A poet carves a sculptor in words
They were surely one of the oddest couples in 20th-century art: Auguste Rodin, the French sculptor, sixtyish and wildly famous, and Rainer Maria Rilke, the 26-year-old German poet, at the beginning of his career, who showed up on the sculptor’s doorstep on a September afternoon just over a century ago to begin a monograph on the great man.
The monograph pleased the master, and led to an offer of lodging and employment for Rilke as the sculptor’s secretary. The poet even took his Rodin show on the road, as a lecture delivered in Dresden and Prague. But then came a falling out; less than four years later, the younger man found himself “dismissed like a thieving servant.”
However badly it ended, the time together did yield for Rilke two remarkable pieces of writing – the monograph and the lecture.
This volume comprises those two pieces, plus an introduction, in prose as rich as a fine pâté, by William Gass, author of “Reading Rilke” and other books. Rilke illumines Rodin’s creative process; he also sheds light on his own ideals of the artistic genius. Gass adds context and helps us read between the lines.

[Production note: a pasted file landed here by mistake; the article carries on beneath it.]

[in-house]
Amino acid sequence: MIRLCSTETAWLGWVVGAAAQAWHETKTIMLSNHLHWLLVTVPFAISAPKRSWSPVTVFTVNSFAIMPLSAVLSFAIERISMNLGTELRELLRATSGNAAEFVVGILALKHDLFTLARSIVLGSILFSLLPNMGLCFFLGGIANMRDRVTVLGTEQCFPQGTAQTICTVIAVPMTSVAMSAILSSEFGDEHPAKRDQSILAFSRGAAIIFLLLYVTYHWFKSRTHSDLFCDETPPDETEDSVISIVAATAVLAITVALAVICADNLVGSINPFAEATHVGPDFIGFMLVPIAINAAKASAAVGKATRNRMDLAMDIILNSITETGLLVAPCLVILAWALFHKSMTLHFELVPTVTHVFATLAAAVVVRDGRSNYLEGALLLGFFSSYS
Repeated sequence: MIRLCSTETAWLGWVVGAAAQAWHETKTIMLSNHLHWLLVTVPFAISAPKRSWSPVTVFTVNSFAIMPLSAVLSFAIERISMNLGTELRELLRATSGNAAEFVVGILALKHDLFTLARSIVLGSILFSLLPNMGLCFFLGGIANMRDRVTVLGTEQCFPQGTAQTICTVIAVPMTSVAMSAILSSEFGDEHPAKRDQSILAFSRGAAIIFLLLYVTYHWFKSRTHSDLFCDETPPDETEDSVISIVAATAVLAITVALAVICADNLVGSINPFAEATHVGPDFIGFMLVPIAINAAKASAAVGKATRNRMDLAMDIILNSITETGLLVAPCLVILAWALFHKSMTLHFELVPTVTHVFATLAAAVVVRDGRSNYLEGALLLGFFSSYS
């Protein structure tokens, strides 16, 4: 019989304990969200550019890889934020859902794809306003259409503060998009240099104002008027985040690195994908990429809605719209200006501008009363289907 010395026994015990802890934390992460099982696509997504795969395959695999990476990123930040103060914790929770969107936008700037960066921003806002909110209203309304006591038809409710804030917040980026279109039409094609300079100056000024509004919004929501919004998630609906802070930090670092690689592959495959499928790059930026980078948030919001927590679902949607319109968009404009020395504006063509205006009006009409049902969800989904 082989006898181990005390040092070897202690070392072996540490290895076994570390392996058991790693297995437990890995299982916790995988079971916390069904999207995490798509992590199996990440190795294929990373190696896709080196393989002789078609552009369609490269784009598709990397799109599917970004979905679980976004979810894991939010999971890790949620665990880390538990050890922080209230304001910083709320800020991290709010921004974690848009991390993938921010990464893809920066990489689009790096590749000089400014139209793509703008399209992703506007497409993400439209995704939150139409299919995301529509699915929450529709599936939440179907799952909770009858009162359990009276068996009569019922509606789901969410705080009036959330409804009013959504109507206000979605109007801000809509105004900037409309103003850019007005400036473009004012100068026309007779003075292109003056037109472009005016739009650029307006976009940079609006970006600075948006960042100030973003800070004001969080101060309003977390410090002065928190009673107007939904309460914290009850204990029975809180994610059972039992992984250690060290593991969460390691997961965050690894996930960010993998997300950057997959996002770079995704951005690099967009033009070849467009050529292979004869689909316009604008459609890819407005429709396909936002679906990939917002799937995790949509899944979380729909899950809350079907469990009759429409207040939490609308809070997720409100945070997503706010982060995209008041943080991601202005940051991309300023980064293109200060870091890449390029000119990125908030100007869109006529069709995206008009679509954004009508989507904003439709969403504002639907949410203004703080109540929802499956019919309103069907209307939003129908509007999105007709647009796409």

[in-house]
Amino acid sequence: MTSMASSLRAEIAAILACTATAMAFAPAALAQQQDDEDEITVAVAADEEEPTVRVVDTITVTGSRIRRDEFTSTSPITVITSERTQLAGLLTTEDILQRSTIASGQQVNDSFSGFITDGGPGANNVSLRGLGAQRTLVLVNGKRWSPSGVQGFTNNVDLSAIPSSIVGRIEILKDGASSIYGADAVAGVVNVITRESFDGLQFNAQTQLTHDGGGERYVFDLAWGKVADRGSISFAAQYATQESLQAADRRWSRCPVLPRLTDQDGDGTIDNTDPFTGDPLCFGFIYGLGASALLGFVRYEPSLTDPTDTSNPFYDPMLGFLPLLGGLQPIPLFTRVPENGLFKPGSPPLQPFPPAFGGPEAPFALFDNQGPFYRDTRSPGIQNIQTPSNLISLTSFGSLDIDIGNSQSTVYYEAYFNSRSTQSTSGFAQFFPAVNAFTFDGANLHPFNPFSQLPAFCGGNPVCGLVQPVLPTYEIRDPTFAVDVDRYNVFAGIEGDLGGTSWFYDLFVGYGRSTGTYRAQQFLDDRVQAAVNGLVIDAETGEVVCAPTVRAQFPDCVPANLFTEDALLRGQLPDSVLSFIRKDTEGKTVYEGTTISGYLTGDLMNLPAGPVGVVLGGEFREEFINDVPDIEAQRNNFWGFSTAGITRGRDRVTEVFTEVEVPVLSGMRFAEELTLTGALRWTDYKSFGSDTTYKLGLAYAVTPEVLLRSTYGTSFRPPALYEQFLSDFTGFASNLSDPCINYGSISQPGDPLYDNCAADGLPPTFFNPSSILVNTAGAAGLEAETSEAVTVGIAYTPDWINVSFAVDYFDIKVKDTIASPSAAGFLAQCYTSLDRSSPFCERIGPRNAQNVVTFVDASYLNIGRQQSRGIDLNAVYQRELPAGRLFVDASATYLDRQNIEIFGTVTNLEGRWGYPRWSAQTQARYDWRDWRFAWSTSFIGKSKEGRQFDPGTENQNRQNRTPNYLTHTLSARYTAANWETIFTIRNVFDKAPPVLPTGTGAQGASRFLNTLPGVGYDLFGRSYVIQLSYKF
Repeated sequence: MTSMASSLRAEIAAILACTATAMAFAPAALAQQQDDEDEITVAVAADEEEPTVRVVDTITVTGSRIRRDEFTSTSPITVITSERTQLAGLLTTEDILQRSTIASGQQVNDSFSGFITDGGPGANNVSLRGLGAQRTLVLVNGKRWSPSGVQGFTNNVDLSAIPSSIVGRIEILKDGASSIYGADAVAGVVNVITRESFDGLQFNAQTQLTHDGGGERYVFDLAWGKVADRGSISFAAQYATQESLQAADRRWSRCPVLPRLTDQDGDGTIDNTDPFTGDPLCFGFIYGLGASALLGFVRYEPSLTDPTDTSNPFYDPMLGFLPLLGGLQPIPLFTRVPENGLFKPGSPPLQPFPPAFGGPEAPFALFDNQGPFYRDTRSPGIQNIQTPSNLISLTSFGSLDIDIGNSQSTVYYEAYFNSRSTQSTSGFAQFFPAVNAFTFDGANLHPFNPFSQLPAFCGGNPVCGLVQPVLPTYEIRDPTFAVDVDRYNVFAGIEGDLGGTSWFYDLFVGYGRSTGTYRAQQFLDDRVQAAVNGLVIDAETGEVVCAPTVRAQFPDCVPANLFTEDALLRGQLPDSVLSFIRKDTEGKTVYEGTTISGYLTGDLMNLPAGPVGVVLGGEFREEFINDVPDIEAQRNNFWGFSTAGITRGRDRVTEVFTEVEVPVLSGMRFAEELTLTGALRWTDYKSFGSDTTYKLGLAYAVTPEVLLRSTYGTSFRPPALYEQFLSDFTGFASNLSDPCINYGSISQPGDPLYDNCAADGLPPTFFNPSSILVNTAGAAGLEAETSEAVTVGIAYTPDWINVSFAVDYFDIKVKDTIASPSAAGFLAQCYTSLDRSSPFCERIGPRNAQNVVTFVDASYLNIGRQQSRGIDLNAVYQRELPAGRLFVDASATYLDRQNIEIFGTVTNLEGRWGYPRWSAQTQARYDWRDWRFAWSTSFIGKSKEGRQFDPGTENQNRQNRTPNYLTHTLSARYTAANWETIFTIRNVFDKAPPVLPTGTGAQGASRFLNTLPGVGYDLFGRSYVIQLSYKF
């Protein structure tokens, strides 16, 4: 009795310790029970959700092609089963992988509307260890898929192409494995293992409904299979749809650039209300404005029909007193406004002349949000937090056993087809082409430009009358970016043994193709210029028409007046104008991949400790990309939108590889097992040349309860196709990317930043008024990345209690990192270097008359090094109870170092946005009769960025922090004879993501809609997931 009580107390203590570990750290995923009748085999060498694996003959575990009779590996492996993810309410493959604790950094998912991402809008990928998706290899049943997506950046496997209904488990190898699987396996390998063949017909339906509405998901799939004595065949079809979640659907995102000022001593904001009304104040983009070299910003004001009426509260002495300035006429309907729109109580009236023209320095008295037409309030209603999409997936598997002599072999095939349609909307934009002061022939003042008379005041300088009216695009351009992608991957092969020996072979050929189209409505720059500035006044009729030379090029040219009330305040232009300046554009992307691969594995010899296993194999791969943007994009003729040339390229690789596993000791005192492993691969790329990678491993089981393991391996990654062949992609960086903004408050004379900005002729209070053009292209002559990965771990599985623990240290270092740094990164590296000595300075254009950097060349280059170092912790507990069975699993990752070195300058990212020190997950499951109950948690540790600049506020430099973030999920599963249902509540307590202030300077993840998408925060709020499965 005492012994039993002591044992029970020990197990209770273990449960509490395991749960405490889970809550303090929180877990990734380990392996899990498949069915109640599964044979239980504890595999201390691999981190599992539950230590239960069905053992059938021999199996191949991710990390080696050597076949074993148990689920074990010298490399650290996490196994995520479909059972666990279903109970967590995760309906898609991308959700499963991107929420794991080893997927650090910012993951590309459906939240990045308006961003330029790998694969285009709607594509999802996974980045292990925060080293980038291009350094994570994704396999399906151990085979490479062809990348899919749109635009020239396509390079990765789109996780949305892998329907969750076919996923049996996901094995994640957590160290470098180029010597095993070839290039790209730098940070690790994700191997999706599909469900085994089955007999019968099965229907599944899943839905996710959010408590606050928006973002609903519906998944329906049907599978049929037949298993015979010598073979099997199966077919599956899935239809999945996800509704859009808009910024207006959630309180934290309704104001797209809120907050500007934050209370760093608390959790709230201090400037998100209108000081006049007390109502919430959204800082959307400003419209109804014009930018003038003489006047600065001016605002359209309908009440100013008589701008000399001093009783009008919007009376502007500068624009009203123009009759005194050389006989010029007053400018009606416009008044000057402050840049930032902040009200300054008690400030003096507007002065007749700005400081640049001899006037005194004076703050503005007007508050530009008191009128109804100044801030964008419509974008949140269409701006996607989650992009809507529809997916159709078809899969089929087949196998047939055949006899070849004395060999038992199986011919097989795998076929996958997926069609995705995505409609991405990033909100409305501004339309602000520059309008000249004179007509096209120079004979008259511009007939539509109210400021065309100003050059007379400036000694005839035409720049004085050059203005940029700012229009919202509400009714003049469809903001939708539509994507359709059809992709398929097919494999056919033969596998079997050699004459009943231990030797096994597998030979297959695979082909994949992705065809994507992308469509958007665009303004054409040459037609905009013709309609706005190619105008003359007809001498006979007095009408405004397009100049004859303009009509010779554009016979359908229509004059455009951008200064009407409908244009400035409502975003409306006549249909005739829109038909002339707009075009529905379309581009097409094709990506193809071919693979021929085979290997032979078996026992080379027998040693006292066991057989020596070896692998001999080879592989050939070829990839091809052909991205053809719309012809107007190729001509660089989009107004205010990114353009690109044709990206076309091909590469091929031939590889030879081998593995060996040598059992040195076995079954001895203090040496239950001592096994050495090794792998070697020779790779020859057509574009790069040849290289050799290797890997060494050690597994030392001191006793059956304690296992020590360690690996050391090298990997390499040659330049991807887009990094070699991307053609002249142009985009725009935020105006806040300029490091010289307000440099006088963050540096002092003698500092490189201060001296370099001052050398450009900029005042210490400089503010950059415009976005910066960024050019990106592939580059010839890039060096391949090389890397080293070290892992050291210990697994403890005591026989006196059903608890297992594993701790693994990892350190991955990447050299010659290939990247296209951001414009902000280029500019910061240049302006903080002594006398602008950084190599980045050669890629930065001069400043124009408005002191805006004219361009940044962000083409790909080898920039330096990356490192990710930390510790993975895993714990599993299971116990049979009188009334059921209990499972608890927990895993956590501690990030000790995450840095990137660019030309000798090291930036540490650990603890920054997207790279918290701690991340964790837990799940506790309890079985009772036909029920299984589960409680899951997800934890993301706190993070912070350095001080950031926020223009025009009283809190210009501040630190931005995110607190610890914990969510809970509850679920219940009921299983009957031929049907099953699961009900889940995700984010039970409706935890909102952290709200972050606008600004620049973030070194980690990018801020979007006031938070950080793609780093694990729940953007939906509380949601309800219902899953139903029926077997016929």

Up close and personal, Rilke had the opportunity to observe Rodin’s immense artistic dedication – but also his tendency to get more than professionally involved with the women who modeled nude for him. Rilke’s observations are wonderfully astute. Speaking of his drawings, he wrote, “Rodin assumed that if a model’s most inconspicuous and unassuming movements were captured quickly, they would provide an unfamiliar intensity of expression, because we are not accustomed to observing them with keen, active attentiveness.”
Or consider this: “Rodin developed his memory into a resource that is at once reliable and always ready. During the sitting his eye sees far more than he can record at the time. He forgets none of it, and often the real work begins, drawn from the rich store of his memory, only after the model has left.”
It was an encounter, though, almost destined to end painfully. Rilke brought to Rodin’s atelier the breathless, idealistic adoration of a disciple, as well as his rather fussy, proto-vegan eating habits.
When he first arrived in Paris, Rilke barely had a means of communicating with the master. Rodin could not have been expected to speak German, and Rilke’s mastery of French was still a work in progress. And so the poet had to “run after Rodin’s rapid French as though for a departing bus,” as Gass puts it.
Rilke’s first weeks in Paris were a difficult time, spent on the very margins of society when he wasn’t at the studio or Rodin’s country place at Meudon. But it was the sort of painful solitude out of which good work can come. Rodin exposed Rilke to an artistic work ethic. “You have to work, nothing but work.” For the poet used to waiting for inspiration, this was a new – and very useful – concept.
“Writers work with words, sculptors with actions,” was a Renaissance motto. For readers interested in either field of endeavor, this volume is a treat.